The past few years we’ve seen an increase in a couple big things; launch angle, and pull percentage. Of the candidates in baseball that would have benefitted the most, Pederson was one of them. I believe Pederson is legitimately trying to change his profile. I also believe it isn’t going very well. He’s not deliberately trying to hit ground balls, I promise. And there’s so much in his contact rates that look fantastic. I started writing about this like four hours ago and keep looking at his profile. It is bizarre. He’s career best in almost everything. He’s swinging less at pitches out of the zone at 25% (26.4% career). He’s swinging at pitches in the zone 68.4% of the time (64.5% career). He’s making contact on pitches outside of the zone 61.6% of the time (55.9% career). He’s making contact on pitches in the zone 84.8% of the time (81.2% career). And his contact percentage is a ludicrous 77.2% (career 71.9%). He’s been thrown strikes to him at the same rate Andrew Benintendi is basically (42.8% for Pederson, 42.3% for Benintendi), despite them being vastly different hitters. One of the strangest, perhaps maybe noteworthy stat is his first strike percentage which sits at a low 51.9%. Well what’s wrong with that? His career is at 56.5%, and last year it was 59.1%. That’s a 7.2% decrease after increasing the year before. Previously, pitchers were taking advantage of Pederson’s patience by trying to steal a strike to start him off. Well, he’s responded by being more aggressive (similar to Joey Votto’s tendencies at the beginning of the year), and pitchers have responded by throwing him less strikes on the first pitch.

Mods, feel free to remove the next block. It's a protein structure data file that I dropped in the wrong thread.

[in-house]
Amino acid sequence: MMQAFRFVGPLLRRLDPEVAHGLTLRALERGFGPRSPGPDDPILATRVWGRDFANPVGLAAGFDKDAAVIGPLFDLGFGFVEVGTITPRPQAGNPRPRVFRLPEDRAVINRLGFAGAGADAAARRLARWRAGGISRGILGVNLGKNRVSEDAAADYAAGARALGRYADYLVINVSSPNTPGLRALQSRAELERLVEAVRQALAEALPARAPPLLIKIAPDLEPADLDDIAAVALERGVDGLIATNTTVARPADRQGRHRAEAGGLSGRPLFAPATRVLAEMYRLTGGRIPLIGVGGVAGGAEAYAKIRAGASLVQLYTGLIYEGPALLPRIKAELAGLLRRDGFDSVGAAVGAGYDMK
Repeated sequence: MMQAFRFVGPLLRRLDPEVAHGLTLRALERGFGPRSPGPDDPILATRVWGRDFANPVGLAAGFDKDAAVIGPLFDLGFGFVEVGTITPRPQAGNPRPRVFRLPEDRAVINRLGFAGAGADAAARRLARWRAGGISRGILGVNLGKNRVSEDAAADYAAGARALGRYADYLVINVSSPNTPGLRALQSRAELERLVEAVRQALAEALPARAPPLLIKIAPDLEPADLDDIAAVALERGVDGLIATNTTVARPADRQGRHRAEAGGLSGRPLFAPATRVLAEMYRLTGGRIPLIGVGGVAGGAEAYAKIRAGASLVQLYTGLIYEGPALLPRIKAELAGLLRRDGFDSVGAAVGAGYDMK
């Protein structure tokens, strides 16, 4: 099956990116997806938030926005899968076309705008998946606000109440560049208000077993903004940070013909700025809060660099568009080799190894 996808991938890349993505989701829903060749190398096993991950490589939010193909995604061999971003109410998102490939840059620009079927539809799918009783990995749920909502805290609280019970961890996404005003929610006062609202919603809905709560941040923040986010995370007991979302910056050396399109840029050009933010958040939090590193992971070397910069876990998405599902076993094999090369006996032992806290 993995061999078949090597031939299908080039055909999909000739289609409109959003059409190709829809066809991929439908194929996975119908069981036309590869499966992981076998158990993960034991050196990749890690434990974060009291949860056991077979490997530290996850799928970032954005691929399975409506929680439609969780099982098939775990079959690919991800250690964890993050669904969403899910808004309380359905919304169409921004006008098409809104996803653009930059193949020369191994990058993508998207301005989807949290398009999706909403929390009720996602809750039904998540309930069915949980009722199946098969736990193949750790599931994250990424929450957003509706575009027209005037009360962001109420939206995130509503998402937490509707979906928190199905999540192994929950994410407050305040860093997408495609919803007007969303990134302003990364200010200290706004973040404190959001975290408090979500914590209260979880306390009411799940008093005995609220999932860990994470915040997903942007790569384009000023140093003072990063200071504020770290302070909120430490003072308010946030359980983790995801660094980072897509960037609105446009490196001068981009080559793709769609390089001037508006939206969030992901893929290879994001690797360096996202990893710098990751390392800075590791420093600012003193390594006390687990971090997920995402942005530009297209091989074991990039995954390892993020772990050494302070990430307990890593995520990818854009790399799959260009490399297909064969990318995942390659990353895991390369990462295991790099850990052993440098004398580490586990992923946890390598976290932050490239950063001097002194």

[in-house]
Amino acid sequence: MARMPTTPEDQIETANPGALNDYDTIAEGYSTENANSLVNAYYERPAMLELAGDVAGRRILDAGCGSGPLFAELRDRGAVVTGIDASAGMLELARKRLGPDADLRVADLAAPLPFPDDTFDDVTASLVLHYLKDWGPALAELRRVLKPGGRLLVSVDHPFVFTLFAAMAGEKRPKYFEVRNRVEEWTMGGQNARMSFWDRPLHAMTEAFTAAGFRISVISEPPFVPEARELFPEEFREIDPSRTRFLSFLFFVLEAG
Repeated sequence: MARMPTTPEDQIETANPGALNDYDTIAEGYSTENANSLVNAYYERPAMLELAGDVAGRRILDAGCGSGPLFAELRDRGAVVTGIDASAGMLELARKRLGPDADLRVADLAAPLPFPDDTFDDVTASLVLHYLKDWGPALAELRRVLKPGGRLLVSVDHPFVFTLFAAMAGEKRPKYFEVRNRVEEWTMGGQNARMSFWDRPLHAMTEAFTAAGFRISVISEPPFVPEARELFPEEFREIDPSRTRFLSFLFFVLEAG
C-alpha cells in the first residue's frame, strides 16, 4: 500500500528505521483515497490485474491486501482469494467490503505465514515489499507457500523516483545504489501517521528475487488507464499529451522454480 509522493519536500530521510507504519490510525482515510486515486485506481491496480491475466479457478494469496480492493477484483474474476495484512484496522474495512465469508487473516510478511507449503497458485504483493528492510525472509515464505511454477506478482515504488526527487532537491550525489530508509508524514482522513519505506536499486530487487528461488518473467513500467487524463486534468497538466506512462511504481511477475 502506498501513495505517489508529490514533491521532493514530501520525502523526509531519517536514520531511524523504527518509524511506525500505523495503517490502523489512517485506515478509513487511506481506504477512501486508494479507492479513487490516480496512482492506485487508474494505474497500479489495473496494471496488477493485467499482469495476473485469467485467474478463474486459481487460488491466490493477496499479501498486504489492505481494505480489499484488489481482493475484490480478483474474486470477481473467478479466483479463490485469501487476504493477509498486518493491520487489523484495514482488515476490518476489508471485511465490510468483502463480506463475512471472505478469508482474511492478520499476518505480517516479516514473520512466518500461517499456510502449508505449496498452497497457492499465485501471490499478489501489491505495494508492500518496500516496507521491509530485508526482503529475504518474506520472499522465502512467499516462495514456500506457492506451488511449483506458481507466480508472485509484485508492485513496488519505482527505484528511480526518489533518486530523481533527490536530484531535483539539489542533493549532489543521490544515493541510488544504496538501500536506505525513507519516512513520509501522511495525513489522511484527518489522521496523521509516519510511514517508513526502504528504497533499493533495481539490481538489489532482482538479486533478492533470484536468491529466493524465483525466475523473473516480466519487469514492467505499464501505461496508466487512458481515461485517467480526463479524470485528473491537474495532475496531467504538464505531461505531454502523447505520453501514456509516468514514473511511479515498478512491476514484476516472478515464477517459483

The graph presented here shows a graphic of the frequency of pitch locations. 36% of all the pitches he sees are in those two bottom most, and furthest from the strike zone.

And here you can see the averages against those locations. Pederson is clearly a poor hitter in the highest frequency locations showing he can’t lay off bad pitches right now. Teams are attacking him with fastballs out of the zone. He has a -7 value on fastballs this year. If he qualified, there would only be eight players worse against fastballs this year.

This is his chart from 2016. Clearly still bad in those two zones (and almost identical frequencies, it wasn’t worth attaching the chart), but he crushed pitches in the middle of the zone and lower. This year, he’s only been hitting the outer half of the plate and higher in the zone, whereas last year you can clearly see only two weak spots in the zone. It seems like this year he’s tried to work on the zones where he was weak last year, and his rookie year. Basically what’s happened is by trying to get better at higher pitches he’s deteriorated in the lower half of the zone and hasn’t been able to figure it out.